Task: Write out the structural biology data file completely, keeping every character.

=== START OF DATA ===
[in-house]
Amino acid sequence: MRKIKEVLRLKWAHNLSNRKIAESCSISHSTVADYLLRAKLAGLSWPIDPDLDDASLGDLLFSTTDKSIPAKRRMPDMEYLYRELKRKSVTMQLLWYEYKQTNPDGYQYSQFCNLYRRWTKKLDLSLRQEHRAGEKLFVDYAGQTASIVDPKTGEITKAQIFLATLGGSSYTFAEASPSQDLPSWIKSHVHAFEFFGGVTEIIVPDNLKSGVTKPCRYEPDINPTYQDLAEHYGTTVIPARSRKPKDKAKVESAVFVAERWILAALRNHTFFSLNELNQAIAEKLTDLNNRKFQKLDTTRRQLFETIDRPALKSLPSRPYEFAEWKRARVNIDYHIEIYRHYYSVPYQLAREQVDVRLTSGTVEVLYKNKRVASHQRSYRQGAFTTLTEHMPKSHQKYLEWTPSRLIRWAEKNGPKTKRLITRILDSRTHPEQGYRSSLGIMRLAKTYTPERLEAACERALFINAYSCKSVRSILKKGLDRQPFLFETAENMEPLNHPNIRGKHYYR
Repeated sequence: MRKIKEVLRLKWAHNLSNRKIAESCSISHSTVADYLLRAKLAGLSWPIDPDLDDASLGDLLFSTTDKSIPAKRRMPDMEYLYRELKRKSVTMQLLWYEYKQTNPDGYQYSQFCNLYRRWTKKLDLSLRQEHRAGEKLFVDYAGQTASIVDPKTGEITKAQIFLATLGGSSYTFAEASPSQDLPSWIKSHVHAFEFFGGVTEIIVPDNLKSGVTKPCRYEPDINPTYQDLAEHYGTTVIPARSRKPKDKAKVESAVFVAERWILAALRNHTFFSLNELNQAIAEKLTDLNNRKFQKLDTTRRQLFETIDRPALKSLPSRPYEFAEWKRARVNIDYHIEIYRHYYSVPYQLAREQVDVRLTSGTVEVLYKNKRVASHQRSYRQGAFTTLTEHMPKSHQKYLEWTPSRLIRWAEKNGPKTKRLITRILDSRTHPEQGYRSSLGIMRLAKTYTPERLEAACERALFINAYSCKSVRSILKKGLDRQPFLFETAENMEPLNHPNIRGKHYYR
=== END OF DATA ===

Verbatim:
[in-house]
Amino acid sequence: MRKIKEVLRLKWAHNLSNRKIAESCSISHSTVADYLLRAKLAGLSWPIDPDLDDASLGDLLFSTTDKSIPAKRRMPDMEYLYRELKRKSVTMQLLWYEYKQTNPDGYQYSQFCNLYRRWTKKLDLSLRQEHRAGEKLFVDYAGQTASIVDPKTGEITKAQIFLATLGGSSYTFAEASPSQDLPSWIKSHVHAFEFFGGVTEIIVPDNLKSGVTKPCRYEPDINPTYQDLAEHYGTTVIPARSRKPKDKAKVESAVFVAERWILAALRNHTFFSLNELNQAIAEKLTDLNNRKFQKLDTTRRQLFETIDRPALKSLPSRPYEFAEWKRARVNIDYHIEIYRHYYSVPYQLAREQVDVRLTSGTVEVLYKNKRVASHQRSYRQGAFTTLTEHMPKSHQKYLEWTPSRLIRWAEKNGPKTKRLITRILDSRTHPEQGYRSSLGIMRLAKTYTPERLEAACERALFINAYSCKSVRSILKKGLDRQPFLFETAENMEPLNHPNIRGKHYYR
Repeated sequence: MRKIKEVLRLKWAHNLSNRKIAESCSISHSTVADYLLRAKLAGLSWPIDPDLDDASLGDLLFSTTDKSIPAKRRMPDMEYLYRELKRKSVTMQLLWYEYKQTNPDGYQYSQFCNLYRRWTKKLDLSLRQEHRAGEKLFVDYAGQTASIVDPKTGEITKAQIFLATLGGSSYTFAEASPSQDLPSWIKSHVHAFEFFGGVTEIIVPDNLKSGVTKPCRYEPDINPTYQDLAEHYGTTVIPARSRKPKDKAKVESAVFVAERWILAALRNHTFFSLNELNQAIAEKLTDLNNRKFQKLDTTRRQLFETIDRPALKSLPSRPYEFAEWKRARVNIDYHIEIYRHYYSVPYQLAREQVDVRLTSGTVEVLYKNKRVASHQRSYRQGAFTTLTEHMPKSHQKYLEWTPSRLIRWAEKNGPKTKRLITRILDSRTHPEQGYRSSLGIMRLAKTYTPERLEAACERALFINAYSCKSVRSILKKGLDRQPFLFETAENMEPLNHPNIRGKHYYR